Culture, culture, culture! The more you look, the more there is to see. Or should that be C? Anyway, here’s another handful of cultural books that caught my eye, and there seem to be hundreds more to discover. Today is a great day to explore something a little different, or gain a new understand of something familiar.


The Spirit Catches You and You Fall Down: A Hmong Child, Her American Doctors, and the Collision of Two Cultures

 


Before Atlantis: 20 Million Years of Human and Pre-Human Cultures

 

 


X vs. Y: A Culture War, a Love Story

 

 


Smart People Should Build Things: How to Restore Our Culture of Achievement, Build a Path for Entrepreneurs, and Create New Jobs in America

 

 

Not sufficiently cultured? Sign up for my newsletter.

Cultural Explosion Commences C

Standard

I’m a sociologist at heart, it’s what I studied in college, and it’s never left me. I am a student of people, and today, C is for “culture.” But I discovered something, looking for my morning book: there are too many amazing-looking books on culture to pick only two for the day. So I’m going a little crazy–also a C word–and posting a bunch, sans descriptions, covers and titles only. And you’ll see what I mean.


The Hippest Trip in America: Soul Train and the Evolution of Culture & Style

 

 


Anything That Moves: Renegade Chefs, Fearless Eaters, and the Making of a New American Food Culture

 


Odd Girl Out: The Hidden Culture of Aggression in Girls

 

 


American Nations: A History of the Eleven Rival Regional Cultures of North America

 

 

Not sufficiently cultured? Sign up for my newsletter.

Meet the Wife of the Gods

Standard

Speaking of travel, you don’t have to leave the space-time continuum to visit distant worlds, we’ve got plenty right here on our own planet. You can go to Ghana in the space of a download, and help solve a mystery with this first book in the . Book three of Kwei Quartey’s Soho Crime series,Murder at Cape Three Points, just came out, so if you enjoy it, there are more books ahead.


Wife of the Gods: A Novel by Kwei Quartey. Amazon for $9.99.Introducing Detective Inspector Darko Dawson: dedicated family man, rebel in the office, ace in the field—and one of the most appealing sleuths to come along in years. When we first meet Dawson, he’s been ordered by his cantankerous boss to leave behind his loving wife and young son in Ghana’s capital city to lead a murder investigation: In a shady grove outside the small town of Ketanu, a young woman—a promising medical student—has been found dead under suspicious circumstances. Dawson is fluent in Ketanu’s indigenous language, so he’s the right man for the job, but the local police are less than thrilled with an outsider’s interference. For Dawson, this sleepy corner of Ghana is rife with emotional land mines: an estranged relationship with the family he left behind twenty-five years earlier and the painful memory of his own mother’s inexplicable disappearance. Armed with remarkable insight and a healthy dose of skepticism, Dawson soon finds his cosmopolitan sensibilities clashing with age-old customs, including a disturbing practice in which teenage girls are offered to fetish priests as trokosi, or Wives of the Gods. Delving deeper into the student’s haunting death, Dawson will uncover long-buried secrets that, to his surprise, hit much too close to home.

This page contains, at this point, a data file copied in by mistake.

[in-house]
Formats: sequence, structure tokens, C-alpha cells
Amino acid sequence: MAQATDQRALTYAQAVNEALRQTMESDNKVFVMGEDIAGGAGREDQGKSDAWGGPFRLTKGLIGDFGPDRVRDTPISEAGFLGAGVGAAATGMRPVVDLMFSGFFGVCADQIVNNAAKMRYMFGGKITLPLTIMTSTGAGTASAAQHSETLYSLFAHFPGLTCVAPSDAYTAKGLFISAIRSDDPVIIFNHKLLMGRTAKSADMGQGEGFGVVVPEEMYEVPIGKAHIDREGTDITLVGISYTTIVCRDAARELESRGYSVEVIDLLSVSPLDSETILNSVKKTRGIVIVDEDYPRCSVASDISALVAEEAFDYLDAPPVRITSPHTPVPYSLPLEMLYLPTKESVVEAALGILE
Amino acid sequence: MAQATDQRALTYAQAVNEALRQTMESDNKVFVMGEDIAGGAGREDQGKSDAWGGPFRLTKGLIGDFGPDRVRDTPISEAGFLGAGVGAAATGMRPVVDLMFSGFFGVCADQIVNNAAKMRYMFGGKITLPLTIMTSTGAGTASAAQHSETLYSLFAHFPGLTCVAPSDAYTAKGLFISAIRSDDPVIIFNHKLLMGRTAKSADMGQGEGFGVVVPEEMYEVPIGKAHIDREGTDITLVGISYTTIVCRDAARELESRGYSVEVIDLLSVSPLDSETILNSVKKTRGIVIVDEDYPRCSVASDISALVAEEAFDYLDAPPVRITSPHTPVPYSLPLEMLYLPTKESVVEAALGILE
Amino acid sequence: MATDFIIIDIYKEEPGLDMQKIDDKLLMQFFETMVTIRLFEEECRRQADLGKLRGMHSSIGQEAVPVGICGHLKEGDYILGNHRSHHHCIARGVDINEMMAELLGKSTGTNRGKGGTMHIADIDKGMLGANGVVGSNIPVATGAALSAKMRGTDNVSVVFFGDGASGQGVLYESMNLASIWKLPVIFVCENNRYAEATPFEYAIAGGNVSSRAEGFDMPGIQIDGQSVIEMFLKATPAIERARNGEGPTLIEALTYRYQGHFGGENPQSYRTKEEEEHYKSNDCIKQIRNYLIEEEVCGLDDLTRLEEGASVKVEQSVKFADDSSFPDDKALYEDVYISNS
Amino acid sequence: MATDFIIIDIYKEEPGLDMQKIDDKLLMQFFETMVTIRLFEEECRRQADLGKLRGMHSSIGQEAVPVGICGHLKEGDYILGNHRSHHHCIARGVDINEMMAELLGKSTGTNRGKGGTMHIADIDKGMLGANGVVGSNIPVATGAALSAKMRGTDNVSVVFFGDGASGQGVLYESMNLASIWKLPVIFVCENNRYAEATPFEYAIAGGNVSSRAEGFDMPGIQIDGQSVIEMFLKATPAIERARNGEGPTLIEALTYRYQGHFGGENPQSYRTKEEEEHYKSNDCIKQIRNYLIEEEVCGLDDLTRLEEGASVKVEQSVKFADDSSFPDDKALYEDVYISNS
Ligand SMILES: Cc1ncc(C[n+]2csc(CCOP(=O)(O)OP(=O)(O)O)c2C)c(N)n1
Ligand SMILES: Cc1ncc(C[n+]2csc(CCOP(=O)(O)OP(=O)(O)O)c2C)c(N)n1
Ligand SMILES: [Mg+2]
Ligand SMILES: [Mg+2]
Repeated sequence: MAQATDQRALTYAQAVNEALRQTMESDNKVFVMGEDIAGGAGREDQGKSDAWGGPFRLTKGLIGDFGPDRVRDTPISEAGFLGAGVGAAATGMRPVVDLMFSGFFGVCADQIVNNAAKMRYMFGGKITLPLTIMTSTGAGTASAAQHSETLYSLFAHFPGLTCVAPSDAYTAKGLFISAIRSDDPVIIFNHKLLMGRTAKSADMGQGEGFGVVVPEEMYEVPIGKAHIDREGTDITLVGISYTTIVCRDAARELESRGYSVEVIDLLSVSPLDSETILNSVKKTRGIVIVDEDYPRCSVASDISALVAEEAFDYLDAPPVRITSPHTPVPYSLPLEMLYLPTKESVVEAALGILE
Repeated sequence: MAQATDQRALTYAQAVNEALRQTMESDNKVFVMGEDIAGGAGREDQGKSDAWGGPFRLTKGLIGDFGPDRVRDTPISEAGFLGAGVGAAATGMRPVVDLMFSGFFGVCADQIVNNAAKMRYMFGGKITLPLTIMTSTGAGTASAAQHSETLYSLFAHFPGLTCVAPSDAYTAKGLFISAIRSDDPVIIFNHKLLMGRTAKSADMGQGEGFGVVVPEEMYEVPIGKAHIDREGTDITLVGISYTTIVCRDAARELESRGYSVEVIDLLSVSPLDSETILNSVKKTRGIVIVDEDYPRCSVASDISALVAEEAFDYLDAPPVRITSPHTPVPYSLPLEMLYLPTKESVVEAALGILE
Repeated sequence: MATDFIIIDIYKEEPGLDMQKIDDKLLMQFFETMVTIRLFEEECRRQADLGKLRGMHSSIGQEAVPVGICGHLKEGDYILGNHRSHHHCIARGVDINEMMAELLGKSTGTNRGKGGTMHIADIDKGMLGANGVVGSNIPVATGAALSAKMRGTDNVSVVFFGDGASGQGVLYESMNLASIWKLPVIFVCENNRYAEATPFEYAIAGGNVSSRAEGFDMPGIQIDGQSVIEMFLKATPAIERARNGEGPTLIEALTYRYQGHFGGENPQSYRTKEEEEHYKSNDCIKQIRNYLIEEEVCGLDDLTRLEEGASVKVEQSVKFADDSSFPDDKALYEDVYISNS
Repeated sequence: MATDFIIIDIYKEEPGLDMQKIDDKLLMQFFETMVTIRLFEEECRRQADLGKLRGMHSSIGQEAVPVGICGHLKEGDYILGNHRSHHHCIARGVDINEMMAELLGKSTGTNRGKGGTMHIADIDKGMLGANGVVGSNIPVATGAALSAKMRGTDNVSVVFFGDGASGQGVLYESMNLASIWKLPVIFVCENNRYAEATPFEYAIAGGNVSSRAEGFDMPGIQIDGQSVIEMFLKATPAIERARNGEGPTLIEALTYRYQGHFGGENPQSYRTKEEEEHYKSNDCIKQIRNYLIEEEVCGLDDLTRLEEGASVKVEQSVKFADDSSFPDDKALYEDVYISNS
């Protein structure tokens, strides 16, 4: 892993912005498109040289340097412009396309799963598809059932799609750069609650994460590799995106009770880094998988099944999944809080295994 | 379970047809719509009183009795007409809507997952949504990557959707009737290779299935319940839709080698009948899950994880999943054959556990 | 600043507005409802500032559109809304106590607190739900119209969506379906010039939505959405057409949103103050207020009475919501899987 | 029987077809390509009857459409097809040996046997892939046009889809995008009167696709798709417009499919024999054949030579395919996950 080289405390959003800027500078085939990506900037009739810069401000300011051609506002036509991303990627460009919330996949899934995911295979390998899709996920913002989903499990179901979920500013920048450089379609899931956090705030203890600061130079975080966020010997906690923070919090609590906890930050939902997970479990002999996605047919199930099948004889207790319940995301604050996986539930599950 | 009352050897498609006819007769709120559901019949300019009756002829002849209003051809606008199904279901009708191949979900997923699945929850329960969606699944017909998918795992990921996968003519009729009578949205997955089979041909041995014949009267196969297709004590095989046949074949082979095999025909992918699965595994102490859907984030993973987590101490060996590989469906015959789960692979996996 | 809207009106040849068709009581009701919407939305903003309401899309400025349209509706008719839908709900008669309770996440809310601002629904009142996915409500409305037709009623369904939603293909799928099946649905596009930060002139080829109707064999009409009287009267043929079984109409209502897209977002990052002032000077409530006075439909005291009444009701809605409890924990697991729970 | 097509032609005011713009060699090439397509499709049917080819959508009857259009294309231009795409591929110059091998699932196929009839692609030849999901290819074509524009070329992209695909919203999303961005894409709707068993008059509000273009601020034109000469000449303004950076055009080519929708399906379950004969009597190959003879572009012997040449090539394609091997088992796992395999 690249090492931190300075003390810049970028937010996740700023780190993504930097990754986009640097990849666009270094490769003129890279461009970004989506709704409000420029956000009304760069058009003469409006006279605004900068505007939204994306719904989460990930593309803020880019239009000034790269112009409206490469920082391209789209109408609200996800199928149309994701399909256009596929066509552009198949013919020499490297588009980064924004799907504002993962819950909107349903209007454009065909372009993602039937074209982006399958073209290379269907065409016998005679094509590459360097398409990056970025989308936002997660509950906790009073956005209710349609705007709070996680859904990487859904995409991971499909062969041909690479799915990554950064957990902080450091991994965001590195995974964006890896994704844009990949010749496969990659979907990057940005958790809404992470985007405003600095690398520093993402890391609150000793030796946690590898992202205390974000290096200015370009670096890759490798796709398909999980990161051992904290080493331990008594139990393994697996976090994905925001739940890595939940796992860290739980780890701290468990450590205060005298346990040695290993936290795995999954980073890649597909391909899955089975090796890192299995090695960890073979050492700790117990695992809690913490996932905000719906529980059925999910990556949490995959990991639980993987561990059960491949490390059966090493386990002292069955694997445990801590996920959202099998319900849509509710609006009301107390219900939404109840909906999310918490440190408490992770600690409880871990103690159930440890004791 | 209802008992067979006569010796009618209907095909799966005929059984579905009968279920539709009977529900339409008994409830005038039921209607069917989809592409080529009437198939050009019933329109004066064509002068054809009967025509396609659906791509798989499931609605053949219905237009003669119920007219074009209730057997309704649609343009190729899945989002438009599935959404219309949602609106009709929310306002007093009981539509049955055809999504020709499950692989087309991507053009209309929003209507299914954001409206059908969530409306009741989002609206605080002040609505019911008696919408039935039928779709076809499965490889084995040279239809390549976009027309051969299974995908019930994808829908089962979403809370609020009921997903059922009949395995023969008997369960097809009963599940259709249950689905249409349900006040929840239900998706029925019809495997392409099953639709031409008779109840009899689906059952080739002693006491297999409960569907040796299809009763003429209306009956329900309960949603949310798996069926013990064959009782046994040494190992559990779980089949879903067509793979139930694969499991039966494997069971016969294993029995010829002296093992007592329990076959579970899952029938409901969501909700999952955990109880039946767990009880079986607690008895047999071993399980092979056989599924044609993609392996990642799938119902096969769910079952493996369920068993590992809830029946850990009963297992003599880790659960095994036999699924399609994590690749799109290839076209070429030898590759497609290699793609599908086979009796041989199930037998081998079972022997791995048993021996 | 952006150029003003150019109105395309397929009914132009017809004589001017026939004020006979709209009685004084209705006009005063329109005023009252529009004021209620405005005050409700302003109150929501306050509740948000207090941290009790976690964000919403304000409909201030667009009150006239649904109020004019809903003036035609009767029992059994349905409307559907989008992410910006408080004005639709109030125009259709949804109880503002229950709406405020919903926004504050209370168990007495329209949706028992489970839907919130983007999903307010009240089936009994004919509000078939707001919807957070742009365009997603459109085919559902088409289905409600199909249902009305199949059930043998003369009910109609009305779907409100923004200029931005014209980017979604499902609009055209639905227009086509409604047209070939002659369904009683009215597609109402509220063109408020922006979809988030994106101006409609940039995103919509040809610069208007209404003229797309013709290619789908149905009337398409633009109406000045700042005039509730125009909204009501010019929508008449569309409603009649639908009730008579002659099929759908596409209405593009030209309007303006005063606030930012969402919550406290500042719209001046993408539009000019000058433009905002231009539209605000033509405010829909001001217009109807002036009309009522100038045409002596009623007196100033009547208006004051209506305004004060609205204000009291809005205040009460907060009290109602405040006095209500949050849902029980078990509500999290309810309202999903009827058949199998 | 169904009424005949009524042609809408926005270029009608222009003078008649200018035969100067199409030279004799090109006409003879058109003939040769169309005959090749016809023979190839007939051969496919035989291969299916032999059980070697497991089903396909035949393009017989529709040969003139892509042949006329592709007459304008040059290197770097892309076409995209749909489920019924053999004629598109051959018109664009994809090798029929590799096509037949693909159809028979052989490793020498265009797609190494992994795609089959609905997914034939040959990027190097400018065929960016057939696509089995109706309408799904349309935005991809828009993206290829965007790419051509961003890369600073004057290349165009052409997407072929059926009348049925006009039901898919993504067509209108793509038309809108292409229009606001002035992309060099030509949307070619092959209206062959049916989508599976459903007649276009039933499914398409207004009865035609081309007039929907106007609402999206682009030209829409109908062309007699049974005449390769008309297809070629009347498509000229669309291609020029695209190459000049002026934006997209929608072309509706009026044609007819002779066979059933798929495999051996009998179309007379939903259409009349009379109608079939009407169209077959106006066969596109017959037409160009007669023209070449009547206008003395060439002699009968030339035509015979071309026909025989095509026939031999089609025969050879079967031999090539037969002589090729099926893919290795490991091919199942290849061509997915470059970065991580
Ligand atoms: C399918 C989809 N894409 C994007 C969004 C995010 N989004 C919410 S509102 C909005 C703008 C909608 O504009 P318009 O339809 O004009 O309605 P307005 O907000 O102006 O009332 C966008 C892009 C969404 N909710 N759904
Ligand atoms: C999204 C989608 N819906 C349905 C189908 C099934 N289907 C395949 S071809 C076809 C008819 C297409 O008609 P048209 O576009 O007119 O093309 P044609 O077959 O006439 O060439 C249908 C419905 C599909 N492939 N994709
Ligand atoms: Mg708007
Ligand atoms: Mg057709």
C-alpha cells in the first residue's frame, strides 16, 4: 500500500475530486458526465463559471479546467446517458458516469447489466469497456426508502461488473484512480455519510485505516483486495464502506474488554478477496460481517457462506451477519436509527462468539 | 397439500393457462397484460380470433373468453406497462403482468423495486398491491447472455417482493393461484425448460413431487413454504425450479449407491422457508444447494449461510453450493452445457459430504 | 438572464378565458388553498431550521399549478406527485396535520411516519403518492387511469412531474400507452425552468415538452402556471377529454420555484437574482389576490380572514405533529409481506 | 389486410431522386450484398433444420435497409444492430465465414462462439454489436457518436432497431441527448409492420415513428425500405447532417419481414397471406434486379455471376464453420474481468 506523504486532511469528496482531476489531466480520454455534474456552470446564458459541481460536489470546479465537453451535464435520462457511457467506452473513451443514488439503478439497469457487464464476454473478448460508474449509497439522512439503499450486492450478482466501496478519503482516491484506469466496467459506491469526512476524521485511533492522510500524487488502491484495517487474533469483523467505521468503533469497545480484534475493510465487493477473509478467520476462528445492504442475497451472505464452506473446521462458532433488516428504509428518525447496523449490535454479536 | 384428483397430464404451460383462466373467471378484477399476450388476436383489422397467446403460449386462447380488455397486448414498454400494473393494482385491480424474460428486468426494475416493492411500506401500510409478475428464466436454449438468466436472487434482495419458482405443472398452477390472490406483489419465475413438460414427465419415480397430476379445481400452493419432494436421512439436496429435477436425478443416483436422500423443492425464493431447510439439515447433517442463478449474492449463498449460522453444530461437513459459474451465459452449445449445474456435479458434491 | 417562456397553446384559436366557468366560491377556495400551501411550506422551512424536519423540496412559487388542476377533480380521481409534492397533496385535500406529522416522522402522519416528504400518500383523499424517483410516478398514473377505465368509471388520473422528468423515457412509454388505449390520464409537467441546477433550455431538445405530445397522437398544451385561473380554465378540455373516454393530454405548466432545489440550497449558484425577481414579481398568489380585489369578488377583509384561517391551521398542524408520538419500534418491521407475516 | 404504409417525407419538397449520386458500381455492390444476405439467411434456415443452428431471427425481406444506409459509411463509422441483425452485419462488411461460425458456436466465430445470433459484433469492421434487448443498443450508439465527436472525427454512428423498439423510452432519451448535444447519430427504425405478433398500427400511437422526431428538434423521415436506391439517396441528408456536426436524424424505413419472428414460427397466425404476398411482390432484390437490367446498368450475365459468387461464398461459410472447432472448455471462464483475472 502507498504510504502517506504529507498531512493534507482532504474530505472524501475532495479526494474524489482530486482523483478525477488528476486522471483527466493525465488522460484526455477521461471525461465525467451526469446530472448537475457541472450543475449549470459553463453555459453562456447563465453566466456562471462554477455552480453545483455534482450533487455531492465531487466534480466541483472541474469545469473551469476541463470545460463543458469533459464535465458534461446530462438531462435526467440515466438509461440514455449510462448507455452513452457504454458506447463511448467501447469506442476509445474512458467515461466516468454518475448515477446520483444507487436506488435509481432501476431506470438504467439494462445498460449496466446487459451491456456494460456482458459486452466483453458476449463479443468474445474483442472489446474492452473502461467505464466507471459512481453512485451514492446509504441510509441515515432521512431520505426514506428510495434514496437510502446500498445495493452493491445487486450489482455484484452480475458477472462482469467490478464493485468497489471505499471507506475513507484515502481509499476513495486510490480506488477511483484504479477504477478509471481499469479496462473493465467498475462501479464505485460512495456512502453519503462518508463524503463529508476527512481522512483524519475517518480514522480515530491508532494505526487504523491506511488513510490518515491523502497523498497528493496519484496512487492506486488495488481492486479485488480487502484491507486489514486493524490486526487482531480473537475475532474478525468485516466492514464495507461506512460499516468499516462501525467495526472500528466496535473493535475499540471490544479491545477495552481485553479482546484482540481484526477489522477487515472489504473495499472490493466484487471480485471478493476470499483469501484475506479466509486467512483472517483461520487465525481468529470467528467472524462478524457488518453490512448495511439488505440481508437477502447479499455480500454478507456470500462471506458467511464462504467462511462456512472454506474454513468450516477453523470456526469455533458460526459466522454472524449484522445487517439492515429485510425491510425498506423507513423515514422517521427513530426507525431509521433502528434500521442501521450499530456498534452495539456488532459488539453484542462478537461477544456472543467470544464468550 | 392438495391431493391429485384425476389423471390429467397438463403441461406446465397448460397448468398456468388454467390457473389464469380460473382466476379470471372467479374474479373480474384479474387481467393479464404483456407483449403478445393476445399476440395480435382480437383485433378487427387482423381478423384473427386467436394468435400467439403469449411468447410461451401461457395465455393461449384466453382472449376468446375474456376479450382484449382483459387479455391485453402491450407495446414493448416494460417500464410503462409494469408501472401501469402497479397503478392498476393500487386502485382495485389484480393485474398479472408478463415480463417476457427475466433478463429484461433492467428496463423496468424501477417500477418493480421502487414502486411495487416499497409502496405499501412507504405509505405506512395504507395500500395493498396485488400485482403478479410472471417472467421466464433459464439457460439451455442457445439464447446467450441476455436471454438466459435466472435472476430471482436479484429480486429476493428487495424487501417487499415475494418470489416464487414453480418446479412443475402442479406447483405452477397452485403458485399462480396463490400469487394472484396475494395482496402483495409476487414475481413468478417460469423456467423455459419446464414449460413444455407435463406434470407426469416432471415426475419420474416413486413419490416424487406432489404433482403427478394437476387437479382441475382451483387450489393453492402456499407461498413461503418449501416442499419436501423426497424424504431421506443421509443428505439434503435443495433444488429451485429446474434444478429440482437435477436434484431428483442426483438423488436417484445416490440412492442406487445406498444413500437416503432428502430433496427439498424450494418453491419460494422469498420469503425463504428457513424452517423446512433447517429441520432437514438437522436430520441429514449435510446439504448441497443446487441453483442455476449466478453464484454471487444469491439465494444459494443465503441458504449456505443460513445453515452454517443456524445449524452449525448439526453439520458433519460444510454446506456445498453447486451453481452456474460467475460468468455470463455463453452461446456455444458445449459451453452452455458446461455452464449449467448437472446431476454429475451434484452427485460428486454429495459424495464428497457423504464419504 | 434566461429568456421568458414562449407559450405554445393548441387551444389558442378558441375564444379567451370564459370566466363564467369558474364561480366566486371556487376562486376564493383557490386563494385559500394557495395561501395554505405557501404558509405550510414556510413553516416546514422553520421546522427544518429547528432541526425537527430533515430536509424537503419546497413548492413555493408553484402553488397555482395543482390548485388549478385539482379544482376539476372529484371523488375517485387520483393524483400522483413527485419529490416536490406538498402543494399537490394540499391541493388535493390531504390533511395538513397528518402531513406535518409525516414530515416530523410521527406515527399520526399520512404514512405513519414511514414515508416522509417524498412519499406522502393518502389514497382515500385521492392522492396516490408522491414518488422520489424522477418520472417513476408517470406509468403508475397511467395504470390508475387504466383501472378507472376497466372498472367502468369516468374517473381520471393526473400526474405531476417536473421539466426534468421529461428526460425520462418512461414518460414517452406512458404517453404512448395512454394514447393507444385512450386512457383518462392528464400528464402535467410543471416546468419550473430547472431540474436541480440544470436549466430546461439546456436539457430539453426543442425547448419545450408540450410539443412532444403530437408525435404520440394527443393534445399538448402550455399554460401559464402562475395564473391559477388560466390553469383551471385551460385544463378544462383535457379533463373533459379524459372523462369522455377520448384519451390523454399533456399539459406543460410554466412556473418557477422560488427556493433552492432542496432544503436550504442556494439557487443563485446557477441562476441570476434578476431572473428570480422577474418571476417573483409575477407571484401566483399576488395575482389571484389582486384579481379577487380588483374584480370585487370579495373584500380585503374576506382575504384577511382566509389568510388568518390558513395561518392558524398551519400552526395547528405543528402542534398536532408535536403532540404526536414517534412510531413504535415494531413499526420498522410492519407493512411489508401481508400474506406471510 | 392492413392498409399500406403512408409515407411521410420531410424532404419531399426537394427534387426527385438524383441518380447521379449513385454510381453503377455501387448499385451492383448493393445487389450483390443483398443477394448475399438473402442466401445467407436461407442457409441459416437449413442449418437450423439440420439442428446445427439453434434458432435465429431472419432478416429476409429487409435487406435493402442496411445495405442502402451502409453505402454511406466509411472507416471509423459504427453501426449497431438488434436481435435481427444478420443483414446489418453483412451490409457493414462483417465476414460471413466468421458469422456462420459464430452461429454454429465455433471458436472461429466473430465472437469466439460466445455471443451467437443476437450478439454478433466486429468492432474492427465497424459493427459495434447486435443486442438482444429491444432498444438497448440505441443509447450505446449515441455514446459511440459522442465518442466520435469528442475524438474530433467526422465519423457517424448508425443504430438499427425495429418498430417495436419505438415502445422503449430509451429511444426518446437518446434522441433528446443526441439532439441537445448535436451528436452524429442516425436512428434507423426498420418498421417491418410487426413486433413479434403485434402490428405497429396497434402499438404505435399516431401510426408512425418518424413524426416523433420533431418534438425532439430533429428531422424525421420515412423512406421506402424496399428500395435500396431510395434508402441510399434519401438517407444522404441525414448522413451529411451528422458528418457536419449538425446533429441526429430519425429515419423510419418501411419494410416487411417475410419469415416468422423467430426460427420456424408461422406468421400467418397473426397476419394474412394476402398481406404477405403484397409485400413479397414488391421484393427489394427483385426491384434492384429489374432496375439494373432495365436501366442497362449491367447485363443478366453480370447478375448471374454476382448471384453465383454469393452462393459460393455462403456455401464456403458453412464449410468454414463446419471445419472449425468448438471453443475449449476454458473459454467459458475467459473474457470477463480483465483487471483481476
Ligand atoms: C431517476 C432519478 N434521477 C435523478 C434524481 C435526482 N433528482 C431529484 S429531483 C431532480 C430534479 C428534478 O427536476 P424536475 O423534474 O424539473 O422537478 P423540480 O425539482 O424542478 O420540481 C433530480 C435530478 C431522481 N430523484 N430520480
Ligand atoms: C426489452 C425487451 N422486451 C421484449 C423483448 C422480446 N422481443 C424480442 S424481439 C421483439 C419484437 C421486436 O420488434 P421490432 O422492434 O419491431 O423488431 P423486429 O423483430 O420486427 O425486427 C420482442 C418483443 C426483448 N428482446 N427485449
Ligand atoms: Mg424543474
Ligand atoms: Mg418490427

At Amazon, the Book Buys You

Standard

OK, that’s not entirely accurate. Or remotely accurate, but I couldn’t resist the joke.

Normally, about now I’d be telling you about a book you can buy from Amazon, but today I figured I’d flip that. I don’t know if you know, but Amazon will buy your books as well. It’s like a big, natural circle of reading. Amazon pays for shipping, so it won’t cost you anything. Current best-sellers are probably your best bet, but at least that takes some of the guilt out of buying a full-priced new book.

And it’s not just for books, either. You can trade in movies, video games and other things, and get an Amazon gift card in exchange. When I logged in, it even told me what some things I’d bought from Amazon were worth, which is nice to know, not that I’m parting with my Zumba World Party, which is the most fun game ever, but I digress.

So you can use books to feed your reading habit. It’s beautiful, in a way.

Anyway, thus concludes this public service announcement.